Are we any closer to a repeal of the state helmet law in California? Based on trends in legislative changes throughout the country, the answer is a resounding… maybe. This week, a bill that would repeal Michigan's motorcycle laws passed the state House of Representatives. The bill was approved by a vote of 69-39. If it is approved by the state senate, the law will allow riders 21 years of age or older to ride without helmets, provided they have been licensed for at least two years, or have passed a motorcycle safety course.
A few years ago, my home state of Pennsylvania repealed its helmet law, as did Kentucky and Florida. In Missouri, a successful bill to repeal the helmet law was vetoed by the state's governor. And here, just about every year, motorcycle rights organizations in California fight for the same thing: the right to ride without a helmet.
Fundamentally, I am all about freedom of choice. Ideologically, I don't believe that the government should tell experienced adult riders what safety equipment they should wear. So a large part of me applauds the state legislatures of Pennsylvania, Kentucky, Florida, and Michigan. (Click here for a state-by-state look at motorcycle helmet laws.)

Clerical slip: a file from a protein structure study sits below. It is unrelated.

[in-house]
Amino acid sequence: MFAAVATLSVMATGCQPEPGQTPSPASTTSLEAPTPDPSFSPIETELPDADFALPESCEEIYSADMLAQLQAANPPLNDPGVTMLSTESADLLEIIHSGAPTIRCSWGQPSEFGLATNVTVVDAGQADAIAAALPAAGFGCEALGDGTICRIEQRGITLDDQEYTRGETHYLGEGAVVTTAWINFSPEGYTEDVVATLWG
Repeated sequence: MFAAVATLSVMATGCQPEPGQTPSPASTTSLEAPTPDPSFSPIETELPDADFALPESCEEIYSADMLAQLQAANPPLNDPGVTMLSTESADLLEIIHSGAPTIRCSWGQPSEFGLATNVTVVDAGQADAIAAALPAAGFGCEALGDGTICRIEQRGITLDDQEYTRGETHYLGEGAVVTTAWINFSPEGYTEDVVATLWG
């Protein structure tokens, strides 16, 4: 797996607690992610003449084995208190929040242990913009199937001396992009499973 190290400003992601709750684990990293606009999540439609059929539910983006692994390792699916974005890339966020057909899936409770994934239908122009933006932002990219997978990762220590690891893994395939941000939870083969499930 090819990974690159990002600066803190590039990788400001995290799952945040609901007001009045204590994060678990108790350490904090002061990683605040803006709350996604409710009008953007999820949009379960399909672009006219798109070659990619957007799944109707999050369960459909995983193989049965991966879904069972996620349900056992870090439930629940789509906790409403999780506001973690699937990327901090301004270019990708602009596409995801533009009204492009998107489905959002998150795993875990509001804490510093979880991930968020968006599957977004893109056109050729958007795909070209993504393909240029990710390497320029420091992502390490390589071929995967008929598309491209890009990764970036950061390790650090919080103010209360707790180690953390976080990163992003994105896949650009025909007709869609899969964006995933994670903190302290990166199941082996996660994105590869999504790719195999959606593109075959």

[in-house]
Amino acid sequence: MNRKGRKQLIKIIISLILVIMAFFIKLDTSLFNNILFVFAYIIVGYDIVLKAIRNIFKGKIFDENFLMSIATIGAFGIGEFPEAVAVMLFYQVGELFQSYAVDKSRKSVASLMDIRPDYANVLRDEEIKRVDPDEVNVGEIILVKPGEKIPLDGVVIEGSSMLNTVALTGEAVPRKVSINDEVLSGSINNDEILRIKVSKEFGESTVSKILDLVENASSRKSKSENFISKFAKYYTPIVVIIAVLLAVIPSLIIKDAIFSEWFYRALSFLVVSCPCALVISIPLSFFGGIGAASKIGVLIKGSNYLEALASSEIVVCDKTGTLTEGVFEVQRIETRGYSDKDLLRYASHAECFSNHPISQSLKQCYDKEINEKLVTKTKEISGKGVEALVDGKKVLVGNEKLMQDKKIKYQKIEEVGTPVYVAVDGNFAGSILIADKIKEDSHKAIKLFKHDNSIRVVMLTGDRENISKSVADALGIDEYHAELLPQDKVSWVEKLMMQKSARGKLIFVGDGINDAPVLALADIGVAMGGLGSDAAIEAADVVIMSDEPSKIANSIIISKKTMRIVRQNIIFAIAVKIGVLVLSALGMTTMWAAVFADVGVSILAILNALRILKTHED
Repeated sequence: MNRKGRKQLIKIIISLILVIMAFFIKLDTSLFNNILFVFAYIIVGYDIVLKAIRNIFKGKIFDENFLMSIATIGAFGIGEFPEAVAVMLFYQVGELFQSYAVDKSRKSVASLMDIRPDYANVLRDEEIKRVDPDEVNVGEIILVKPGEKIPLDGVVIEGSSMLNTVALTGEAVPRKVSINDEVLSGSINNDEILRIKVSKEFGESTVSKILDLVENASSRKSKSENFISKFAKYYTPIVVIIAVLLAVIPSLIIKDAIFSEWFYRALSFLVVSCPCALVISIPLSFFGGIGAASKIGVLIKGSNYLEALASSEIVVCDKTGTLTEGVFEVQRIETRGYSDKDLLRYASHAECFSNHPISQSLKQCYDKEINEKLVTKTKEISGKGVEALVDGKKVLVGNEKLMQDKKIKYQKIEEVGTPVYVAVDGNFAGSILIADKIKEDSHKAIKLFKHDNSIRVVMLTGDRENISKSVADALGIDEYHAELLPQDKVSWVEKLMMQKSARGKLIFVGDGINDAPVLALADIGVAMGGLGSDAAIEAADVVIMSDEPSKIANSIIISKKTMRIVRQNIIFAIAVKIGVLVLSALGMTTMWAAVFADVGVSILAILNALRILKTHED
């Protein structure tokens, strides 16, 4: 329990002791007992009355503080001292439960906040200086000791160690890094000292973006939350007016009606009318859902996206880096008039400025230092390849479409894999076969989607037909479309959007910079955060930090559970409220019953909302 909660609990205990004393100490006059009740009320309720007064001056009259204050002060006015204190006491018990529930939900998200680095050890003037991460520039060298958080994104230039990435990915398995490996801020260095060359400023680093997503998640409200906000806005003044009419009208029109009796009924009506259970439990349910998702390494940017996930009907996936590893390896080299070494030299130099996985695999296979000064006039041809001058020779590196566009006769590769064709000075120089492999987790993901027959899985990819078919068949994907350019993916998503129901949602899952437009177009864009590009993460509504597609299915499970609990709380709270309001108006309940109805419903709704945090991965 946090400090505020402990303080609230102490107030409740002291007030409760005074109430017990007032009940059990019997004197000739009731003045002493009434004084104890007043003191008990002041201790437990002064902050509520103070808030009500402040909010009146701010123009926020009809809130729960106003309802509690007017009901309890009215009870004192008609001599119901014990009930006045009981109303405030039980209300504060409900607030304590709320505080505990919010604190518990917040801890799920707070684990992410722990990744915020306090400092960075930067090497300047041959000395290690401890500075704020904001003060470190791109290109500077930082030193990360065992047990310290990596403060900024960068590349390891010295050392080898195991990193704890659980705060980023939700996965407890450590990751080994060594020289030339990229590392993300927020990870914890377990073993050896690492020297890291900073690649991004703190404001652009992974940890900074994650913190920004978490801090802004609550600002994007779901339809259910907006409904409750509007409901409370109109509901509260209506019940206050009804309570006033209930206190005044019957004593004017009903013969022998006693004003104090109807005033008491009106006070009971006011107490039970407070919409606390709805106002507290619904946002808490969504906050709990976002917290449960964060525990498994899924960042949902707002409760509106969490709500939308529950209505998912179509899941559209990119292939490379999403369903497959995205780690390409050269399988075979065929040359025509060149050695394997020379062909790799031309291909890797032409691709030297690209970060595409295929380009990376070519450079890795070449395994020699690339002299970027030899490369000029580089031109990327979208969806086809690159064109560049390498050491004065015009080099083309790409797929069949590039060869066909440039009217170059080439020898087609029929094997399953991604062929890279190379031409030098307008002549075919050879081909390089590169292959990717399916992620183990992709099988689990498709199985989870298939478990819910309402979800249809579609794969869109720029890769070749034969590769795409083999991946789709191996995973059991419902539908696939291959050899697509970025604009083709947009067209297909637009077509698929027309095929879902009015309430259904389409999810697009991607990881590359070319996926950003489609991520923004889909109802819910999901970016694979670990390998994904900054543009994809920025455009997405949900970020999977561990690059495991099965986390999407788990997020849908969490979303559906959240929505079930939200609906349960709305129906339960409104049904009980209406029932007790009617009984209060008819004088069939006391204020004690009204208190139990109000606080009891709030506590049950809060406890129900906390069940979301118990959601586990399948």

That doesn't change the fact that we at Riderz Law believe that regardless of the law, every rider should wear safety equipment, from reflective clothing and jackets to proper footwear, to gloves, to — first and foremost, a DOT-approved helmet. We firmly believe that helmets save lives, and regardless of how cautiously you ride, you cannot account for every distracted driver's negligence. Teenagers texting, business men late for work, soccer moms doing their makeup while they drive. California roads are a dangerous place. Braving them without proper training and proper safety equipment makes them even more dangerous. Just food for thought from your favorite motorcycle accident lawyer.